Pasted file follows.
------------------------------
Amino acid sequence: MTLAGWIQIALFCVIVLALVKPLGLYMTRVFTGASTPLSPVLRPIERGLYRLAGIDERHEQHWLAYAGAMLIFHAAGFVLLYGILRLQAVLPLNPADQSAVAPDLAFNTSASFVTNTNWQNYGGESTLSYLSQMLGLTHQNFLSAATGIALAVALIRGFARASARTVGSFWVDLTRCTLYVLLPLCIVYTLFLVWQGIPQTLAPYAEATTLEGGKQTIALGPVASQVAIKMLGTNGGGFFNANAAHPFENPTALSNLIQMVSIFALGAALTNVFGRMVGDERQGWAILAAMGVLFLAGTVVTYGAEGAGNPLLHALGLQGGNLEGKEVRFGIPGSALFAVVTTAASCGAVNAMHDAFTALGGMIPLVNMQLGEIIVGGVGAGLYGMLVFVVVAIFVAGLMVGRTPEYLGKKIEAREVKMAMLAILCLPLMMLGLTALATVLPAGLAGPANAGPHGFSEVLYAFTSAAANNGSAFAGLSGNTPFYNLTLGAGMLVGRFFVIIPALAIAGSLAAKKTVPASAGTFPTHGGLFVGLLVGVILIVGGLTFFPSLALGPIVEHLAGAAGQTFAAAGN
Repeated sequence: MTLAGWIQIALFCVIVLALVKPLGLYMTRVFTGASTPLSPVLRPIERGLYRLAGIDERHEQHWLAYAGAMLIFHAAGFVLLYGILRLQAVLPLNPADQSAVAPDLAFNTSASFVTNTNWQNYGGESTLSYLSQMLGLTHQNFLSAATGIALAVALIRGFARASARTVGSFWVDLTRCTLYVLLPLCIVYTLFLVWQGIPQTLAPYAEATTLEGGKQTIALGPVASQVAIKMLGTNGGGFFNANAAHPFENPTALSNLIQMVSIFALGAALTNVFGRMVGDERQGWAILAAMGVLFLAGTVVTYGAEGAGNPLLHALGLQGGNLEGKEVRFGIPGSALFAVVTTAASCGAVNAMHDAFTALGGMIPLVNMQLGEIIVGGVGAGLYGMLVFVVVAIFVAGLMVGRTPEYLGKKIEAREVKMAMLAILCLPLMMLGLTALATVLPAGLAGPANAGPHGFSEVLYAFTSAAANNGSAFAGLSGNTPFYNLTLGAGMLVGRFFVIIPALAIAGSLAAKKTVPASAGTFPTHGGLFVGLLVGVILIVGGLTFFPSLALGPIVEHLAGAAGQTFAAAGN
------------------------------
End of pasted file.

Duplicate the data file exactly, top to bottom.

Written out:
Amino acid sequence: MTLAGWIQIALFCVIVLALVKPLGLYMTRVFTGASTPLSPVLRPIERGLYRLAGIDERHEQHWLAYAGAMLIFHAAGFVLLYGILRLQAVLPLNPADQSAVAPDLAFNTSASFVTNTNWQNYGGESTLSYLSQMLGLTHQNFLSAATGIALAVALIRGFARASARTVGSFWVDLTRCTLYVLLPLCIVYTLFLVWQGIPQTLAPYAEATTLEGGKQTIALGPVASQVAIKMLGTNGGGFFNANAAHPFENPTALSNLIQMVSIFALGAALTNVFGRMVGDERQGWAILAAMGVLFLAGTVVTYGAEGAGNPLLHALGLQGGNLEGKEVRFGIPGSALFAVVTTAASCGAVNAMHDAFTALGGMIPLVNMQLGEIIVGGVGAGLYGMLVFVVVAIFVAGLMVGRTPEYLGKKIEAREVKMAMLAILCLPLMMLGLTALATVLPAGLAGPANAGPHGFSEVLYAFTSAAANNGSAFAGLSGNTPFYNLTLGAGMLVGRFFVIIPALAIAGSLAAKKTVPASAGTFPTHGGLFVGLLVGVILIVGGLTFFPSLALGPIVEHLAGAAGQTFAAAGN
Repeated sequence: MTLAGWIQIALFCVIVLALVKPLGLYMTRVFTGASTPLSPVLRPIERGLYRLAGIDERHEQHWLAYAGAMLIFHAAGFVLLYGILRLQAVLPLNPADQSAVAPDLAFNTSASFVTNTNWQNYGGESTLSYLSQMLGLTHQNFLSAATGIALAVALIRGFARASARTVGSFWVDLTRCTLYVLLPLCIVYTLFLVWQGIPQTLAPYAEATTLEGGKQTIALGPVASQVAIKMLGTNGGGFFNANAAHPFENPTALSNLIQMVSIFALGAALTNVFGRMVGDERQGWAILAAMGVLFLAGTVVTYGAEGAGNPLLHALGLQGGNLEGKEVRFGIPGSALFAVVTTAASCGAVNAMHDAFTALGGMIPLVNMQLGEIIVGGVGAGLYGMLVFVVVAIFVAGLMVGRTPEYLGKKIEAREVKMAMLAILCLPLMMLGLTALATVLPAGLAGPANAGPHGFSEVLYAFTSAAANNGSAFAGLSGNTPFYNLTLGAGMLVGRFFVIIPALAIAGSLAAKKTVPASAGTFPTHGGLFVGLLVGVILIVGGLTFFPSLALGPIVEHLAGAAGQTFAAAGN